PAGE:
The thing about St Regis, any St Regis, is that there are recognisable differentiators. There is invariably a local take on the Bloody Mary – at Shanghai’s newest luxury hotel, St Regis Shanghai Jingan it is a Mary Jing, which uses dried figs and osmanthus flowers. There is a connection with polo, and with jewellery – some properties work with Tiffany but this particular property associates itself with Chinese jewellery designer Bao Bao Wan, above. And throughout the hotel there will be ornate chandeliers and art, including statues. The owner of this 480-room hotel knew exactly what he wanted from day one, when he bought what was a nearly-finished Sofitel. First, he wanted it to be St Regis, so the interior was more or less completely ripped out, to start afresh.
The owner is a fan of Dale Chihuly, the Seattle glass artist, the genius who has so prominently decorated two end walls, one green and one yellow, at Ritz-Carlton Millenia Singapore. Here there are collages on walls – one, at the rear of the lobby, is decorated with orange blown-glass flowers similar to those on the lobby ceiling at Bellagio in Las Vegas. There are also, here, Chihuly pieces that I have not seen before, two-dimensional wall-set glass compilations that can be illuminated. Balance all this permanent art with fresh flower arrangements and you get an idea of what St Regis Shanghai Jingan is about, though it may be a bit worrying, when it comes to filling the beds, that the well-established Portman Ritz-Carlton, now a sibling in the extended Marriott family, is only 12 minutes walk away.
Actually, come to think of it, not everyone is going to walk in this city. Pedestrians are now supposedly regimented, with traffic lights that have long wait times. The side-streets in the Jingan area are more than slightly hazardous as delivery guys charge along the pavements on baby-sized motor scooters and the litter of drop-anywhere rental bikes adds another ingredient to an omnipresent obstacle course. St Regis Shanghai Jingan, which has a superb Iridium Spa – Yoyo, from Chengdu, is a first-class therapist – and a bar for those Mary Jings, and afternoon teas in the lobby followed by the company-signature sundowner sabreing, here of Veuve Clicquot, is a hotel that is intentionally aimed at the growing domestic leisure market. GM Chris Tsoi, who lives in the hotel’s residences, says he prefers to ask one of his sommeliers to do the sabre act (he does manage it about 30 percent of the time but that is not good enough for this perfectionist!). Ceremonies, and experiences, are what cool Chinese, especially the increasingly important Millennials, really like.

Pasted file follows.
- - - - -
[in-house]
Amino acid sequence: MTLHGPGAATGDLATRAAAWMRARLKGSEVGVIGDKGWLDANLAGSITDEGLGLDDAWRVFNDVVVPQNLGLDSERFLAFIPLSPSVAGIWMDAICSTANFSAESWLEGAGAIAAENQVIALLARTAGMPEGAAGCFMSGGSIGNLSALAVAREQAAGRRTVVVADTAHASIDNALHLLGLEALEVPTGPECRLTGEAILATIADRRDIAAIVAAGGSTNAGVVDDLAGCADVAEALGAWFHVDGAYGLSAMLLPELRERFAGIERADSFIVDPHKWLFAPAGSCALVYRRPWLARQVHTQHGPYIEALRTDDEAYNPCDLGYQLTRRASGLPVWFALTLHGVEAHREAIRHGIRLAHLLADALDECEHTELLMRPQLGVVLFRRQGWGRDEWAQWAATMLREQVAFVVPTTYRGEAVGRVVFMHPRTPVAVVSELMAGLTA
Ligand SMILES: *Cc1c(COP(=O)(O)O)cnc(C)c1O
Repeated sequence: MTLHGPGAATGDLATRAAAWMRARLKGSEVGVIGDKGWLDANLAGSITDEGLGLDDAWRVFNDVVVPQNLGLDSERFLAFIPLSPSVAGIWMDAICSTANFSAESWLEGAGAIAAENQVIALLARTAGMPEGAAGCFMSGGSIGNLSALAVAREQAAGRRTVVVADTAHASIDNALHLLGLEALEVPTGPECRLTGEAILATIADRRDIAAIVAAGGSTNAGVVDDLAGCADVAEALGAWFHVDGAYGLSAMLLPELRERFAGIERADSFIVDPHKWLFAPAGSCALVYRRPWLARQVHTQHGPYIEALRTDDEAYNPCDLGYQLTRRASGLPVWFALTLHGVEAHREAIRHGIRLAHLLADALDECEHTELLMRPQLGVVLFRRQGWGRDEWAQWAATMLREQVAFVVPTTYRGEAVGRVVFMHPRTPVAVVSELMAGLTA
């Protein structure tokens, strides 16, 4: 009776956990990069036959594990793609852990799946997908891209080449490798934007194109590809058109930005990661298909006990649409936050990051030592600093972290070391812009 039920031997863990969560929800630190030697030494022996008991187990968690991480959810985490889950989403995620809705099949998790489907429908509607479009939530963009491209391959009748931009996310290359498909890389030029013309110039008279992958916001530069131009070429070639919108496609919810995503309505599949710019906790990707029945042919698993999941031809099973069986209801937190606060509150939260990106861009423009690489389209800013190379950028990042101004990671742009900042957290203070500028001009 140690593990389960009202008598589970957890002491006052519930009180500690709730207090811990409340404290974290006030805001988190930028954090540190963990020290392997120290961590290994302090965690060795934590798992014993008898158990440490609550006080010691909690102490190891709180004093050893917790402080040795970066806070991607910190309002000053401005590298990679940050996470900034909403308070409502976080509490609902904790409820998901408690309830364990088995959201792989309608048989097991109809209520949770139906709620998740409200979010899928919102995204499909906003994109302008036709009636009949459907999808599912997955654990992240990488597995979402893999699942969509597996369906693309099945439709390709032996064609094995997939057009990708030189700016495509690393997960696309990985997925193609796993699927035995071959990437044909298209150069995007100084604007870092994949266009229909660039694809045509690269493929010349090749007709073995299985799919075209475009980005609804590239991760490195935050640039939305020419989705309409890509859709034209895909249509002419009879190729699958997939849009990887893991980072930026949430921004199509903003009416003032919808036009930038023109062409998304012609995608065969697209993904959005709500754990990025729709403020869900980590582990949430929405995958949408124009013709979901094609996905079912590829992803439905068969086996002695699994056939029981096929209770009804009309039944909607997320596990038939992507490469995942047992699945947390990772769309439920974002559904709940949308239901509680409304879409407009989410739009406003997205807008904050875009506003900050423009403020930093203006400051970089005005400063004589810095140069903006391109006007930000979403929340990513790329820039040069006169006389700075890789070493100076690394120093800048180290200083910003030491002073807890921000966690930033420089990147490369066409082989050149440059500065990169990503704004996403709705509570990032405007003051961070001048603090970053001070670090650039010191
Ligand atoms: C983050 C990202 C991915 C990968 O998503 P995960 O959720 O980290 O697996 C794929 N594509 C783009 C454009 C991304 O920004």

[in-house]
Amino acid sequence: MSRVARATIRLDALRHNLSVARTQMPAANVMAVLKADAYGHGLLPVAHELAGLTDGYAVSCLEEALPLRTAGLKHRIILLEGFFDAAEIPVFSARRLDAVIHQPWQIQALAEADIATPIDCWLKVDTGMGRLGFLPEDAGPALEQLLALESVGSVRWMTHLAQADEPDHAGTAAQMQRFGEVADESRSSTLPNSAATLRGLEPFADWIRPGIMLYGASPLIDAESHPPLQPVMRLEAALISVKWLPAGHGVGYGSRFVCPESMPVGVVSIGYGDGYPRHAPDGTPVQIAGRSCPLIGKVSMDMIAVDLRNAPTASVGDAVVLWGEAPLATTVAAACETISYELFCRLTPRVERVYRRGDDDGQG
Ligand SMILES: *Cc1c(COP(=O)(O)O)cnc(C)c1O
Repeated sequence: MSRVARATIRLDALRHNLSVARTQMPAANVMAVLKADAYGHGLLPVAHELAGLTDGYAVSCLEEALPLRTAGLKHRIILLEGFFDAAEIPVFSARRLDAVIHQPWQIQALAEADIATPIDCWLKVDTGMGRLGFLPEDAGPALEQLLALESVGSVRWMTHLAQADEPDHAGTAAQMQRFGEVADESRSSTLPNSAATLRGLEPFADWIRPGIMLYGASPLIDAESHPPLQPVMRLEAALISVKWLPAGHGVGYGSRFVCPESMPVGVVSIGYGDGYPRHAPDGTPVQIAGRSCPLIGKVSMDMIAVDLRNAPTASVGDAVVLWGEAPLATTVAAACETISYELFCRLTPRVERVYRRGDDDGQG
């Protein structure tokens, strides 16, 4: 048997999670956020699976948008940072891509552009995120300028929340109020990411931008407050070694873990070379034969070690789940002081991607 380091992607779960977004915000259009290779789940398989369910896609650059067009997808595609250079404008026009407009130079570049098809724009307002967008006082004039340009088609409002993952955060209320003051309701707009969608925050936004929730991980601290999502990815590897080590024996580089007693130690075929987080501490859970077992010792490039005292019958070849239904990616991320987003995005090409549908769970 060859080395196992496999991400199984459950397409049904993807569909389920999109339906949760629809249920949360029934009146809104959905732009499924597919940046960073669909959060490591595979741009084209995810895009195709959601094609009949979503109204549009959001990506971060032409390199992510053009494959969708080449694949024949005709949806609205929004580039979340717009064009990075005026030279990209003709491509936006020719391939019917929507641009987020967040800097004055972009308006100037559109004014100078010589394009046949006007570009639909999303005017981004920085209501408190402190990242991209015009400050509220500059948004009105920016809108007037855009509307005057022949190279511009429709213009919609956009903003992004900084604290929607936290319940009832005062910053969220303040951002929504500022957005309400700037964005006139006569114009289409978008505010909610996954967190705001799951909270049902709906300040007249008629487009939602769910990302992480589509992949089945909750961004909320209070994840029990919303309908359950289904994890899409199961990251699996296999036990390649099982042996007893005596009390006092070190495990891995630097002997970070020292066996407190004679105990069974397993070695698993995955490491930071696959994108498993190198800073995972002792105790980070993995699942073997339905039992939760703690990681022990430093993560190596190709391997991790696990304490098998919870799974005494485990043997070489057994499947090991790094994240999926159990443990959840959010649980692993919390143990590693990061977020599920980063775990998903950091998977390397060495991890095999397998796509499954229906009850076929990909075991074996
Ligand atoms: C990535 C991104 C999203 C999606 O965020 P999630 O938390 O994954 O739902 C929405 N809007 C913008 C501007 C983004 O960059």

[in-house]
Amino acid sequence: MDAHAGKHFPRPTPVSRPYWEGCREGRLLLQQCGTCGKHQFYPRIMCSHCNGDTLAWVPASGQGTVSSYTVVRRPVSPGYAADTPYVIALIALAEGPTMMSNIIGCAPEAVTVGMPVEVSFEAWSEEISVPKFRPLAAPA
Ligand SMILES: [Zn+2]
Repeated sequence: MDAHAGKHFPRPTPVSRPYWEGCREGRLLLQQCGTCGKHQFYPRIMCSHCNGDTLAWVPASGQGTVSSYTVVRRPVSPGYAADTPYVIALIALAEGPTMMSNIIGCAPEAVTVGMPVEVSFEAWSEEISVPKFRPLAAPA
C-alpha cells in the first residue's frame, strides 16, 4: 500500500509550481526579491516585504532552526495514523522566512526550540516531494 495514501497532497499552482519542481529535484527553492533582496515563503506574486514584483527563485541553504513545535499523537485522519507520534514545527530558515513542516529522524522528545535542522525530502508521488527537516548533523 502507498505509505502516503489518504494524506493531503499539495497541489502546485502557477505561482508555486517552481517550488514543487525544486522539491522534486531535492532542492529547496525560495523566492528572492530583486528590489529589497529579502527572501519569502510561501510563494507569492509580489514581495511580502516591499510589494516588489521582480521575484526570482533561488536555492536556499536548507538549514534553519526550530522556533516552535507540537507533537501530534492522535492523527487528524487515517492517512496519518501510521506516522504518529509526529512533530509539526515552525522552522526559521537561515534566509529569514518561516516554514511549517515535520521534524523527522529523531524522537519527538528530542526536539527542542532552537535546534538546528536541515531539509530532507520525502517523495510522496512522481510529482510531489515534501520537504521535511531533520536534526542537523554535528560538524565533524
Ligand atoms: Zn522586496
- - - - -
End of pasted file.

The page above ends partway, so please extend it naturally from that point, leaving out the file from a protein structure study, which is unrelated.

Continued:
Every year the influential Hurun Report, produced in Shanghai by the team headed by the very-English pundit on Chinese wealth Rupert Hoogewerf, shares the trends it sees. The 2017 report, published June 5th, 2017, shows that increasingly the 3.8 million (sic) dollar millionaires in this amazing country are prepared to spend in luxury hotels. In days past stories abounded of rich men staying in doss-house commodity lodging and spending quarter of a million on a Rolex. Now they may well turn left when boarding a plane – of course they could even be in their own private planes – and they stay in five star hotels. Some expect the red carpet treatment, and when they do not get it they are, apparently, even more vocal than their western counterparts. Jewellery designer Bao Bao Wan, by the way, experienced red carpet treatment in a grand way: the Beijing-born grand-daughter of one-time Chairman of the National People’s Congress Wan Li was the first Chinese girl to be presented at the annual Bal des Debutantes in Paris. NOW SEE SUITE 5602, BELOW